In the Democratic Republic of the Congo, in a small, dark cell filled with the putrefying smell of the dead, Professor Felix Kaputu listened to the screams of his fellow inmates as they were tortured. Held incommunicado in solitary confinement, Felix was denied food, water and access to a bathroom. He was kept company by rats. He was threatened by prison guards at gun point. And he was told he would die.
Felix had been falsely accused of participating in an alleged separatist group intent on seceding from Congo and declaring independence. A scholar of comparative literature with a PhD specializing in gender issues, religion, and university pedagogy, Felix denies all charges and any interest or involvement in politics.
After an international letter-writing campaign successfully secured his release, Felix returned to his university and rededicated himself to his passion—teaching. But he soon realized that his life as a professor in his former hometown was over; made impossible by the constant presence of security agents and the spread of malicious rumors among his students. These turned to threats which intensified, forcing him to stop working altogether. To save his life, Felix was forced to flee in 2006, leaving behind his students, his profession, the country he loved so much, even his wife and three daughters.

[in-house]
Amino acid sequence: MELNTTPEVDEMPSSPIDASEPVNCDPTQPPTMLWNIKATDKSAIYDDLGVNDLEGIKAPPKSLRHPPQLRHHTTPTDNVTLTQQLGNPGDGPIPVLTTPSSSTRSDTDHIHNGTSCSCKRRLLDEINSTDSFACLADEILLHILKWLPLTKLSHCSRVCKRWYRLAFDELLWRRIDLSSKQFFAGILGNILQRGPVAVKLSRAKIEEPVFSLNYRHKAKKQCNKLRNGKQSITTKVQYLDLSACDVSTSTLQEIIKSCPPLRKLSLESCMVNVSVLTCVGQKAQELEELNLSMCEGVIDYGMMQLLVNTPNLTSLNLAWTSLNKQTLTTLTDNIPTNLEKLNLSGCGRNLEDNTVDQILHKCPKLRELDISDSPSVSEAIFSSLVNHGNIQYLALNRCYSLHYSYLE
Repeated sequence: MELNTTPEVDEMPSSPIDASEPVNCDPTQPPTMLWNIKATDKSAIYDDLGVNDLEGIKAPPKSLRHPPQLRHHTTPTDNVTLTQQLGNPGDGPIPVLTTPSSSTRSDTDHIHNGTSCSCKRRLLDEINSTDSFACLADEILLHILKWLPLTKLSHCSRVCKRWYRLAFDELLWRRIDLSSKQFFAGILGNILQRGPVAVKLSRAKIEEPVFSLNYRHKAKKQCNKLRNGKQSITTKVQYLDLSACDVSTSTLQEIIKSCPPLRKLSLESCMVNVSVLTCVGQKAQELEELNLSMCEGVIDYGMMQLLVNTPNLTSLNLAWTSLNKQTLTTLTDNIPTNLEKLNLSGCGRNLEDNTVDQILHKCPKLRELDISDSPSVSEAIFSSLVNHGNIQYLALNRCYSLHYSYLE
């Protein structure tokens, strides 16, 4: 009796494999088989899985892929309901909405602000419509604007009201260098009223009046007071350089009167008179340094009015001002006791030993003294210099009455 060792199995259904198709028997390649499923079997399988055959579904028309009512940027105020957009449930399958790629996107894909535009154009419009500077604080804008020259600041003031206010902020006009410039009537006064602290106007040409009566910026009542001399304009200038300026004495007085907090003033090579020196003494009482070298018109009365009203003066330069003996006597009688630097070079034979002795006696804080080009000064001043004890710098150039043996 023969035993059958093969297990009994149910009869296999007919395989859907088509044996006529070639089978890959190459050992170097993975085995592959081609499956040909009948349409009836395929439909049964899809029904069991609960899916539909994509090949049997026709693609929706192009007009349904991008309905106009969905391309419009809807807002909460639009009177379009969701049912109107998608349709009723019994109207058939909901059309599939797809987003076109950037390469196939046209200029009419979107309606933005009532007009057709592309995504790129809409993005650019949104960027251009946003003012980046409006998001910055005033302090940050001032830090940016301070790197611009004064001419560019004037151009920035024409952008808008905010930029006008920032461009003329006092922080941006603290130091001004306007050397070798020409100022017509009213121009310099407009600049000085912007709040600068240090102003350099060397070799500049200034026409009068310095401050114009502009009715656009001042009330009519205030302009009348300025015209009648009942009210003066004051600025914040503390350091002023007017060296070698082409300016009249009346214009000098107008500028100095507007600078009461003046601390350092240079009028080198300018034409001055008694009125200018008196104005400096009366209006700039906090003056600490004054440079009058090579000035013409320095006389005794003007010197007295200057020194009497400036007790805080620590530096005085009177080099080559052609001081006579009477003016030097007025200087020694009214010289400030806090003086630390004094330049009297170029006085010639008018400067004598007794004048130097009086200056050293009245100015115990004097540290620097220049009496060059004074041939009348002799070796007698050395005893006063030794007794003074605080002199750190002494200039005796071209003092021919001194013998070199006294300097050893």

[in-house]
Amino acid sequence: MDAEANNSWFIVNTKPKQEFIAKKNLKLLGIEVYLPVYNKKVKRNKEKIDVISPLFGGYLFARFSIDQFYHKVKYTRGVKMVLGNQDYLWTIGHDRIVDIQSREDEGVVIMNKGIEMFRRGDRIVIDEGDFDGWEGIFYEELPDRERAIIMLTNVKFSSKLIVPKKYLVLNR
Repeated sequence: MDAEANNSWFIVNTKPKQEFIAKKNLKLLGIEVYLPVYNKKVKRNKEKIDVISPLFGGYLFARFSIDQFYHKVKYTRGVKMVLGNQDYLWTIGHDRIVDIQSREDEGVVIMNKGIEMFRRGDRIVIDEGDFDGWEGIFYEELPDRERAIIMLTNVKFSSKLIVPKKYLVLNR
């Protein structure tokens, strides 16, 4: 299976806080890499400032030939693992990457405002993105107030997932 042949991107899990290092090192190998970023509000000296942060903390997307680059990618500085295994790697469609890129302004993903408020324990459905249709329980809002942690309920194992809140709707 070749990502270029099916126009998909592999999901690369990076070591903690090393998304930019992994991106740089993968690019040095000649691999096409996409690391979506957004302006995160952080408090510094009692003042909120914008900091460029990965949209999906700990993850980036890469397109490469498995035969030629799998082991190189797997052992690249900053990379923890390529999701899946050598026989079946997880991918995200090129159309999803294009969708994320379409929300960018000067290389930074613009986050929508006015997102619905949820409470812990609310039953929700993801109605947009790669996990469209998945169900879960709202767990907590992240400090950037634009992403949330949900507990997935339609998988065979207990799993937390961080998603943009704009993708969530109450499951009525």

Scholars at Risk helped Felix restart his life, with academic positions network-members Harvard University, Purchase College–SUNY, and the International Christian University in Tokyo, Japan. Felix now holds a multi-year visiting professor position at Massachusetts College of Art and Design, and is hoping to be reunited with his wife and daughters soon.
This past year, Felix taught courses on African Literature, Art, Religion, Culture and Politics. He recently published a novel, and has shared his extraordinary journey with audiences in the US and Europe. In Spring 2010 he took part in a SAR Speaker Series visit to Rollins College, receiving praise from faculty and students for his engaging teaching style and extensive knowledge of topics ranging from academic freedom to innovative pedagogy. He has given interviews to a number of print publications and was recently featured on Boston-area television, sharing his personal experiences in the Congo and his journey to the US with viewers. Felix is one of the many extraordinary at-risk scholars who refuse to be silenced. Their courage, perseverance and dedication to knowledge and truth inspire us in our lives and motivate us in this important work.